New links between brain temperature and cot death | Action Medical Research

New links between brain temperature and cot death

14 January 1999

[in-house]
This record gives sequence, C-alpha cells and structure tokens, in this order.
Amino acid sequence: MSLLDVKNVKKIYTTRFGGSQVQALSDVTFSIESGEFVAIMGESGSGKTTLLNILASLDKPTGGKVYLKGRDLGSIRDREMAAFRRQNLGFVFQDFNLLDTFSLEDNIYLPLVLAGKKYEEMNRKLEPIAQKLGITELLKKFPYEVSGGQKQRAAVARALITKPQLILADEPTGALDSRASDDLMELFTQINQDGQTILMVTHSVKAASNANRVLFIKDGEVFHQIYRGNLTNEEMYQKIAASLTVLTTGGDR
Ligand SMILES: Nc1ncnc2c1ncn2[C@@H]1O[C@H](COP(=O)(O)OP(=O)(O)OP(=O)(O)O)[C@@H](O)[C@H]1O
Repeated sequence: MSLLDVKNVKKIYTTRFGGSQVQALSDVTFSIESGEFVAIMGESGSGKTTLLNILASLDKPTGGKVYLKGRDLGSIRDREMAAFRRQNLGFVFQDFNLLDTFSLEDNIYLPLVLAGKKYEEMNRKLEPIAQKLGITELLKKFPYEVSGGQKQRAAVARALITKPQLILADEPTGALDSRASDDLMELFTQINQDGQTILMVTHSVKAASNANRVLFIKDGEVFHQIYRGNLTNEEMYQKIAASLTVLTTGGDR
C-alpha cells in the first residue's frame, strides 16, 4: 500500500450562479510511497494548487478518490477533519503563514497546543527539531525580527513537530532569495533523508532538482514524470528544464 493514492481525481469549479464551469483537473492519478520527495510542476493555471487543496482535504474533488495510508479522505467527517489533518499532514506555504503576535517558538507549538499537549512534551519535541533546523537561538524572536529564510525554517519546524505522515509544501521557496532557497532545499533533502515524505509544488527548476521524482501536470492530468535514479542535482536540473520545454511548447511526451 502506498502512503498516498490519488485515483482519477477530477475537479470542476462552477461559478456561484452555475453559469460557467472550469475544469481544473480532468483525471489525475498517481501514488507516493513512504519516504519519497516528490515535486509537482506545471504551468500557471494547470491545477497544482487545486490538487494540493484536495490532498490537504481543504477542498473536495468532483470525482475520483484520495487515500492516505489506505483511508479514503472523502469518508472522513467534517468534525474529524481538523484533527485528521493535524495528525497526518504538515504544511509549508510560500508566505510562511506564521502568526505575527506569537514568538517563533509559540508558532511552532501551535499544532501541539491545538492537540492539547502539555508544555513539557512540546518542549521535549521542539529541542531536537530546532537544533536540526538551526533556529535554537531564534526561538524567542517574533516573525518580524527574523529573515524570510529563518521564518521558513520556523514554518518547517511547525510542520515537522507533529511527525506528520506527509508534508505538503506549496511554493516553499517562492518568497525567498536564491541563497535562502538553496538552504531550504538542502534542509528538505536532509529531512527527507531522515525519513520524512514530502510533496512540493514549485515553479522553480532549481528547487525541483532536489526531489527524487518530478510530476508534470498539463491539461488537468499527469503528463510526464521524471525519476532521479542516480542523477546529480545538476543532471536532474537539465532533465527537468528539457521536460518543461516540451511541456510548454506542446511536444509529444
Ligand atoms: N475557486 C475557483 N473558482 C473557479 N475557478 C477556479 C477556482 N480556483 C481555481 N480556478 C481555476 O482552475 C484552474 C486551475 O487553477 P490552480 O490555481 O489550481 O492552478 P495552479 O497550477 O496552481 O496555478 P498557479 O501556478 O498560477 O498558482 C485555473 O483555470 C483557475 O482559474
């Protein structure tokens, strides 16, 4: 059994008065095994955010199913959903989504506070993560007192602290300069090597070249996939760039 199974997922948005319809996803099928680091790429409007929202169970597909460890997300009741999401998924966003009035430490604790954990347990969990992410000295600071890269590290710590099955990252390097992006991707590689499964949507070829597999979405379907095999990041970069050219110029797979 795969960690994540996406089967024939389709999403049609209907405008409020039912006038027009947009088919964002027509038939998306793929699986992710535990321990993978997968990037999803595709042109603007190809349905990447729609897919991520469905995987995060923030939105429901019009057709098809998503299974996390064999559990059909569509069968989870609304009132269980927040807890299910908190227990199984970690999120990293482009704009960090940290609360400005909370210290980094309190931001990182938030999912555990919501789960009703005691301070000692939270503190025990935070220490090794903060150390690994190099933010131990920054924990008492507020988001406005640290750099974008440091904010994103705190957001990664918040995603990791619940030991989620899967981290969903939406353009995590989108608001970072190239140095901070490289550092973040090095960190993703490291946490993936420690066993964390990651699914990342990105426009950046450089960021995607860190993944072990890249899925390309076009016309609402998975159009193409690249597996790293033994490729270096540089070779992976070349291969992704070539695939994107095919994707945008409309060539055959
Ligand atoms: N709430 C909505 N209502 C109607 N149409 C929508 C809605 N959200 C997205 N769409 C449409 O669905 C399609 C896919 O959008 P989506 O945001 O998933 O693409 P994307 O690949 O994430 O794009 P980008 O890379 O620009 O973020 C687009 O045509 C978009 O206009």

New light has been shed on how a baby's temperature can cause cot death, following findings by scientists funded by medical charity Action Research. This comes just a week after controversy around comments by Professor Sir Roy Meadow which suggested that some 'cot deaths' may actually be the result of parental abuse. Professor George du Boulay at the Institute of Neurology, London, has discovered that blood being circulated to the brain is cooled by the proximity of incoming air passing through the throat and windpipe. If a baby is breathing air that is too warm, the blood may not be sufficiently cooled, leading to overheating of the brain, possible brain damage and even death. Professor du Boulay's work is featured in The New Scientist, Vol 161, issue 2169. Professor du Boulay said: "It is extraordinary, but nobody has ever noticed before how cool the carotid blood [flowing to the brain] is - often two degrees Celsius cooler than the blood in the rest of the body. If a baby is already warmly wrapped and the face is very close to a warm and possibly moist mattress in a poorly ventilated part of the cot, then the air the baby breathes in may also be quite warm." The charity has funded earlier work into this condition and Action Researcher Dr Peter Flemming investigated a link with temperature and cot death. This provides the first explanation for the well-known principles for avoiding cot death: Do not sleep your baby on his front, keep your baby cool and do not smoke near your baby. Professor du Boulay's work could have a profound effect on further research aimed at understanding and preventing cot death. In a separate study Action Research doctors are investigating the link between cot death and allergies. Anne Luther, Director General of Action Research, commented: "Cot death is a condition which we are learning about all the time. Incidences have halved over the last ten years but it still affects around 10 babies a week and Action Research continues to be committed to funding vital research into its cause and prevention."
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